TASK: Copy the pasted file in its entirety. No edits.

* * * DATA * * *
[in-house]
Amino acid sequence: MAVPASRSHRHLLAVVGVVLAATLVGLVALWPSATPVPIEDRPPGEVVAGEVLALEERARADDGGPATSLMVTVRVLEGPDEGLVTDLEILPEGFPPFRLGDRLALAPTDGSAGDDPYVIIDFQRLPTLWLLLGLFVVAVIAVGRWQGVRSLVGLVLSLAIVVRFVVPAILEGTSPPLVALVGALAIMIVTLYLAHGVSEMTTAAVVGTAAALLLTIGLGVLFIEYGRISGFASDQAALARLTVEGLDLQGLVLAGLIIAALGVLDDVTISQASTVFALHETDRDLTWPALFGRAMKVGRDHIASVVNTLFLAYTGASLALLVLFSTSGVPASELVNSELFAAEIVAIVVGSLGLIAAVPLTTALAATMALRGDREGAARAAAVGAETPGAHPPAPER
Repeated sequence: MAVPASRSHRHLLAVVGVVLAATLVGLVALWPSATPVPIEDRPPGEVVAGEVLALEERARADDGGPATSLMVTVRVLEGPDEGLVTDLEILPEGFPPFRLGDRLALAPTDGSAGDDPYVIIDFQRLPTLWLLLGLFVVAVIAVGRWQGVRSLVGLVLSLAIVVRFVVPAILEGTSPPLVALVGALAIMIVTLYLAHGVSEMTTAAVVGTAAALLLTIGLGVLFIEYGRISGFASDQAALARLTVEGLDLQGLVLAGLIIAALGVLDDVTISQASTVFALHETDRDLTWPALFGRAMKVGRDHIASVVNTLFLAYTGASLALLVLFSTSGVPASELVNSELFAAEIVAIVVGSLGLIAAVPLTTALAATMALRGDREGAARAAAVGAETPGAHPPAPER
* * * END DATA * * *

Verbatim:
[in-house]
Amino acid sequence: MAVPASRSHRHLLAVVGVVLAATLVGLVALWPSATPVPIEDRPPGEVVAGEVLALEERARADDGGPATSLMVTVRVLEGPDEGLVTDLEILPEGFPPFRLGDRLALAPTDGSAGDDPYVIIDFQRLPTLWLLLGLFVVAVIAVGRWQGVRSLVGLVLSLAIVVRFVVPAILEGTSPPLVALVGALAIMIVTLYLAHGVSEMTTAAVVGTAAALLLTIGLGVLFIEYGRISGFASDQAALARLTVEGLDLQGLVLAGLIIAALGVLDDVTISQASTVFALHETDRDLTWPALFGRAMKVGRDHIASVVNTLFLAYTGASLALLVLFSTSGVPASELVNSELFAAEIVAIVVGSLGLIAAVPLTTALAATMALRGDREGAARAAAVGAETPGAHPPAPER
Repeated sequence: MAVPASRSHRHLLAVVGVVLAATLVGLVALWPSATPVPIEDRPPGEVVAGEVLALEERARADDGGPATSLMVTVRVLEGPDEGLVTDLEILPEGFPPFRLGDRLALAPTDGSAGDDPYVIIDFQRLPTLWLLLGLFVVAVIAVGRWQGVRSLVGLVLSLAIVVRFVVPAILEGTSPPLVALVGALAIMIVTLYLAHGVSEMTTAAVVGTAAALLLTIGLGVLFIEYGRISGFASDQAALARLTVEGLDLQGLVLAGLIIAALGVLDDVTISQASTVFALHETDRDLTWPALFGRAMKVGRDHIASVVNTLFLAYTGASLALLVLFSTSGVPASELVNSELFAAEIVAIVVGSLGLIAAVPLTTALAATMALRGDREGAARAAAVGAETPGAHPPAPER